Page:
Home | News    Friday 5 December 2014

Mbeki adjourns Sudan’s Darfur peace talks indefinitely


By Tesfa-Alem Tekle

December 4, 2014 (ADDIS ABABA) – Thabo Mbeki, the African Union’s (AU) chief mediator, announced on Thursday that peace talks on Sudan’s troubled Darfur region would be adjourned indefinitely.

Chief AU mediator and former South African president Thabo Mbeki speaks to the media after his meeting with Sudanese president Omer Hassan al-Bashir in Khartoum on 6 April 2012 (Photo: Getty Images)

The AU-brokered talks were being held in the Ethiopian capital, Addis Ababa, between the Sudanese government and rebel delegations from the Justice and Equality Movement and the Minni Minnawi-led faction of the Sudan Liberation Movement (SLM-MM).

Talks had been scheduled to resume on Thursday on a cessation of hostilities agreement and security arrangements in Darfur.

Mbeki’s decision to suspend the talks comes after Sudanese president Omer Hassan al-Bashir rejected a request to extend the government delegation’s mandate to include comprehensive talks.

The former South African president on Tuesday sent a special envoy to Khartoum to ask Bashir to grant the government delegation to negotiate on a number of key rebel demands.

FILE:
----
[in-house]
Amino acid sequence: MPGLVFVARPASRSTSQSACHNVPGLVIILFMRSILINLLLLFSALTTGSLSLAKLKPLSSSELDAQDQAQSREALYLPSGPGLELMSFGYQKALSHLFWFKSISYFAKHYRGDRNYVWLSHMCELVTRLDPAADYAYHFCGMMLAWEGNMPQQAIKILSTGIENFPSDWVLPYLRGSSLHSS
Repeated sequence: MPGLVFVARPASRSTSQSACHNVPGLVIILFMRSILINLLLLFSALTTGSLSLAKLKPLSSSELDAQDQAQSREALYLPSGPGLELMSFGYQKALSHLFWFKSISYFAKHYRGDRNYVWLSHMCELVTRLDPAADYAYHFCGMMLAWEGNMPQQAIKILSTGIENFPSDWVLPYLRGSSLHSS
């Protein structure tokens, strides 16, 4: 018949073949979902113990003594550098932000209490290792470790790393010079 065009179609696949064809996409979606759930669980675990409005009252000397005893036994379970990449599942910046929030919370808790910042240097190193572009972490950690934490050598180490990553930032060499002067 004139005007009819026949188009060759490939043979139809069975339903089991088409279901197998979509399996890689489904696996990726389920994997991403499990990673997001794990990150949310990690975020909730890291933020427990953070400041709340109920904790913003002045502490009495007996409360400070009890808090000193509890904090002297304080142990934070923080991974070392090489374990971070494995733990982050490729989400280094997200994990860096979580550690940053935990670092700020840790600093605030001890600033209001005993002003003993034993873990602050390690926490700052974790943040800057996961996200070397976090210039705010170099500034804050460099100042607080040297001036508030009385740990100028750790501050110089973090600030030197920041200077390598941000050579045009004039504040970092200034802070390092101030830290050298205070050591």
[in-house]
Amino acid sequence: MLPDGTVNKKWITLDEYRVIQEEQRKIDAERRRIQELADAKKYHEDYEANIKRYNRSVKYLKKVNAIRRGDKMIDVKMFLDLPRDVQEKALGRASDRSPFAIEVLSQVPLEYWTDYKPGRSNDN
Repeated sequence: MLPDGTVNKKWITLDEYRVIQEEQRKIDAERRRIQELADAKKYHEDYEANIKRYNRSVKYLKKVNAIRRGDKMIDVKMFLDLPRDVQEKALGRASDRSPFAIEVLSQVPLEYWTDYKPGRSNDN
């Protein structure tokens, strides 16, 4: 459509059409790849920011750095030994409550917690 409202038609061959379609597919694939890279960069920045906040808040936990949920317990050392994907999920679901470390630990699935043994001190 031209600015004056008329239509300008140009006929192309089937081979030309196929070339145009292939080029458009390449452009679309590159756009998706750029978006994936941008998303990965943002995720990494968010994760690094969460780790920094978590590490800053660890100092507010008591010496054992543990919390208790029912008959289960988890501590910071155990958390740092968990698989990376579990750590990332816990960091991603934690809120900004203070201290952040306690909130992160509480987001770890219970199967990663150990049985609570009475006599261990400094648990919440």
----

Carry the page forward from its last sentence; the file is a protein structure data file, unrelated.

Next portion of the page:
Rebels had called for comprehensive talks in order to widen the scope of negotiations.

However, the president insisted that talks be limited to achieving a cessation of hostilities agreement in line with the Doha Document for Peace in Darfur (DDPD).

As a result, Mbeki subsequently ordered the government delegation to remain in Khartoum if it was unwilling to change its position.

The chief negotiator later met with the rebel groups to advise them of the to suspension of talks until further notice.


Ahmed Tugod, chief negotiator for the joint Darfur rebel delegation, blamed the Khartoum government responsible for the collapse of the peace process.

“We came here with an open mind and heart to bring peace to the conflict, but the government isn’t genuine and serious,” Tugod told Sudan Tribune.

“They don’t want to take on board all other important issues needed to be addressed other than [the] ceasefire agreement,” he added.

Tugod accused Khartoum of having “zero” interest in engaging in a constructive dialogue to bring peace and alleviate the suffering of the Darfuri people.

“We want the Sudanese people and the international community to know that the government is favouring [a] military option instead of [a] peaceful settlement,” he said.

Conflict in Sudan’s western Darfur region flared in 2003 and has killed an estimated 300,000 people and displaced more than two million.

Meanwhile, peace talks between the Sudanese government and SPLM-N rebels on the Two Areas is due to resume on Friday in Addis Ababa.

However, observers say the failure to move forward with the Darfur process would also see the collapse of these negotiations.


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